The first farm replied within a day or so, and to my anxious surprise was very open to discussing the opportunity. The second farm didn’t get back to me for another week or two. But as I began a dialogue with the second farm it became apparent this was the one that suited our family best. The opportunity sounded incredible. So, we arranged for a 3-4 day “check out” as they called it, and visited their farm over the second week of January, 2013. Not only was this farm looking to hire someone, they were specifically looking for a farm manager to be over the marketing and business side of the farm. This fit our backgrounds perfectly since we’d had a lot of experience in these areas. The family was incredibly nice and accommodating, and it felt like we’d always known them. They’re just that kind of people. After a little spell of “cold feet” on our end, they encouraged us to stay the week and discover exactly what they do. We’re glad we did, because it’s everything we want to do! If you can imagine waking up every morning and stepping into an office of rolling green pastures, verdant woodlands, and shimmering ponds all while enjoying the company of your children and loving spouse- that’s what this opportunity held for us! This opportunity was ministering to the deepest needs of our formerly languishing spirits.

The more I read and research this movement of local, beyond organic, transparent, long-term solutions-oriented, sustainable farming, restoration agriculture, permaculture, abundaculture, perennial agriculture ecosystems, ecological agriculture–the terms are endless– the more I study this, I am increasingly convinced of holonic autodidacticism. That is, I’m increasingly becoming convicted of the Christian, contrarian and libertarian, environmentalist, holistic approach to life and learning. I think our institutions are painfully lacking in their stated missions, be it education, governance, or other. They merely exist to collect dues and count noses. The real long-term solutions exist at the grass roots level, in being self-taught naturalists in tune with the Creator’s designs. Being somewhat of a history buff, I realize that most of the iconic figures of history were autodidactics, i.e., they were self-taught. I also think I have the credentials (double majored and minored, graduated summa cum laude, 4.0 GPA, MBA scholar, accepted to one of the top 10 history research programs in the world, Fulbright candidate) to make the claim that being self-taught is superior to anything coming out of our modern institutions. Further, anything I truly wanted to learn I taught myself or learned in a mentoring/apprenticeship type relationship. Not to mention, being self-taught does not incur upon oneself the staggering student loan debt, which is lifelong serfdom, intentionally imposed by the government and big education via guaranteed federal loans.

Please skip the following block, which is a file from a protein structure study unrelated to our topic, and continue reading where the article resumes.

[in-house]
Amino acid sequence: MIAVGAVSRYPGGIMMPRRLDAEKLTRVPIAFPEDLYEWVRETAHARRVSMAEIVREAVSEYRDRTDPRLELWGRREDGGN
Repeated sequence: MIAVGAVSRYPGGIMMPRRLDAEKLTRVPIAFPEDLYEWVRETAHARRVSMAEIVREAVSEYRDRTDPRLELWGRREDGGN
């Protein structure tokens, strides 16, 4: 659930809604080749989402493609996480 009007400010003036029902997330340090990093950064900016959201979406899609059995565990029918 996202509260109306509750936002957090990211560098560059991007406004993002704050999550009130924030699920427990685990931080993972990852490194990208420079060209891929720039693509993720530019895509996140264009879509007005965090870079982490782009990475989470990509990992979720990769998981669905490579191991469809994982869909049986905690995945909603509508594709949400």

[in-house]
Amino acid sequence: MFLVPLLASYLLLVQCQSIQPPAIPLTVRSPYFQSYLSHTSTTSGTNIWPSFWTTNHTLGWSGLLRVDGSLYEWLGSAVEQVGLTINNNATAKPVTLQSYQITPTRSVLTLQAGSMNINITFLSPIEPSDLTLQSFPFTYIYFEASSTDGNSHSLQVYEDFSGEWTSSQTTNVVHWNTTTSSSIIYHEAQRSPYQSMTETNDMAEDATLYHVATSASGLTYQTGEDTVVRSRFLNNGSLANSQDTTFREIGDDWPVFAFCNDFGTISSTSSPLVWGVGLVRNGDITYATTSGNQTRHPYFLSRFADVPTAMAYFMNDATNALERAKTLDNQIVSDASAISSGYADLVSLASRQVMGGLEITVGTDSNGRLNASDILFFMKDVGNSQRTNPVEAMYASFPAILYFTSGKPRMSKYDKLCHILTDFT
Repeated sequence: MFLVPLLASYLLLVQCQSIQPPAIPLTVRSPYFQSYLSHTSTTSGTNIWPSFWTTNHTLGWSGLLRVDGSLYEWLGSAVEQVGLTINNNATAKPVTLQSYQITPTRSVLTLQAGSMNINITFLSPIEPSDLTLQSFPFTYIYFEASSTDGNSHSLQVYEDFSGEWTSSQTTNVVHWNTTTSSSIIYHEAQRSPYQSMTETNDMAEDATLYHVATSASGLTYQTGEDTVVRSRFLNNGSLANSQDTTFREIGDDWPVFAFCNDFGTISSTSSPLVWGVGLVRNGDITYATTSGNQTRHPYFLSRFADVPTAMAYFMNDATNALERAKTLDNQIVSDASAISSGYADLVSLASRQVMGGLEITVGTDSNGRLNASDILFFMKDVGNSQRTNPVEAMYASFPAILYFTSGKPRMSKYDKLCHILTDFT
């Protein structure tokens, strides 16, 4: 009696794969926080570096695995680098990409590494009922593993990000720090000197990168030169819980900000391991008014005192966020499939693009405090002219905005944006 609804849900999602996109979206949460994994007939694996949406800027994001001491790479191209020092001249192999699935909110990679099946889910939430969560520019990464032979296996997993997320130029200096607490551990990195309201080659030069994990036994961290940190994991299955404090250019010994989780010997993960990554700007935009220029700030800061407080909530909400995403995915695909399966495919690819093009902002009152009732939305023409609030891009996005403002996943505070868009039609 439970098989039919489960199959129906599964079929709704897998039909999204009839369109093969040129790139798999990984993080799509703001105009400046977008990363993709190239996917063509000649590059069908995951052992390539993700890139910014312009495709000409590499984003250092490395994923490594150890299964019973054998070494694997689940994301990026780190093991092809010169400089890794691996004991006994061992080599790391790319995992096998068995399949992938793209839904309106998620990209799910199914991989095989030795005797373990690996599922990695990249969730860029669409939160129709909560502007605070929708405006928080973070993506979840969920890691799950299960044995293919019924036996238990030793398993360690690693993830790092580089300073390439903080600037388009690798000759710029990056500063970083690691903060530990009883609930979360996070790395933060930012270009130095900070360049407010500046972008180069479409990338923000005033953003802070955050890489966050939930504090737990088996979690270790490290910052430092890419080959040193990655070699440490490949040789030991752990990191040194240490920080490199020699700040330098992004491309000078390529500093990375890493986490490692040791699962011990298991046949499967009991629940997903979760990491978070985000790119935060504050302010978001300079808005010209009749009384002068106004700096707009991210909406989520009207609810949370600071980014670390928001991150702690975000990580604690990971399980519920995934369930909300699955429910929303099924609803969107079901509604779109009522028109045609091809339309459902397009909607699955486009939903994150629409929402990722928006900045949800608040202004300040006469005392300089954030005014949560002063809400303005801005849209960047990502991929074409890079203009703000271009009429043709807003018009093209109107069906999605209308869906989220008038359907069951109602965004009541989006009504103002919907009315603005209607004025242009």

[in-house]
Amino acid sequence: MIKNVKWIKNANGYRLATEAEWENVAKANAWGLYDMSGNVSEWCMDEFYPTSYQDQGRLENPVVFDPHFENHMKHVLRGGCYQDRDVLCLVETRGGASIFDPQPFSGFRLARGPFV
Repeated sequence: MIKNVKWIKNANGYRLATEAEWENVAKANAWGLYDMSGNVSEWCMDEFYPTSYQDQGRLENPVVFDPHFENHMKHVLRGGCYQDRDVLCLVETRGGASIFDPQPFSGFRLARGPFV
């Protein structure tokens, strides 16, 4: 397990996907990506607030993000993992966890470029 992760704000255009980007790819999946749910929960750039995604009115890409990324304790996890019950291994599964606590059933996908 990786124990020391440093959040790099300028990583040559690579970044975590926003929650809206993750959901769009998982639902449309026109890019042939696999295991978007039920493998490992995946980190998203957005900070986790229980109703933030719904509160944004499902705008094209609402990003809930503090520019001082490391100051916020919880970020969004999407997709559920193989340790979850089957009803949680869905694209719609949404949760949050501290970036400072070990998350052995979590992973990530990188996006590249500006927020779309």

I used to say that to be a classicist is to be human, but this is only partly correct. To be a farmer is to be human, because it teaches you to use your head, and your hands, and your entire being all at the same time.

So, what happened? We were offered the farm management position and made a two-year commitment in the hopes of learning everything we’ll need to know in order to eventually get our own operation started in the near future. The same day, January 18, we were offered the position, just hours later the Fulbright commission informed me that I was not selected for further consideration (appx. 9,600 individuals applied this year and only 54 awards were given for the U.K.). But hey, this is even more in line with my ever evolving libertarian/contrarian philosophy: we don’t need government subsidies or funding! As for education, we’re constantly learning every day- be it in nature, entrepreneurship, the great books, etc., and all the while we are healing our family, the land, and even the culture as we make happy earthworms and ballet in the pasture! Oh, I forgot to mention, in an ironic twist of fate (i.e., Providence) the farm we’ll be working at– J&L Green Farm– is in Edinburg, VA!

Edinburg, here we come!!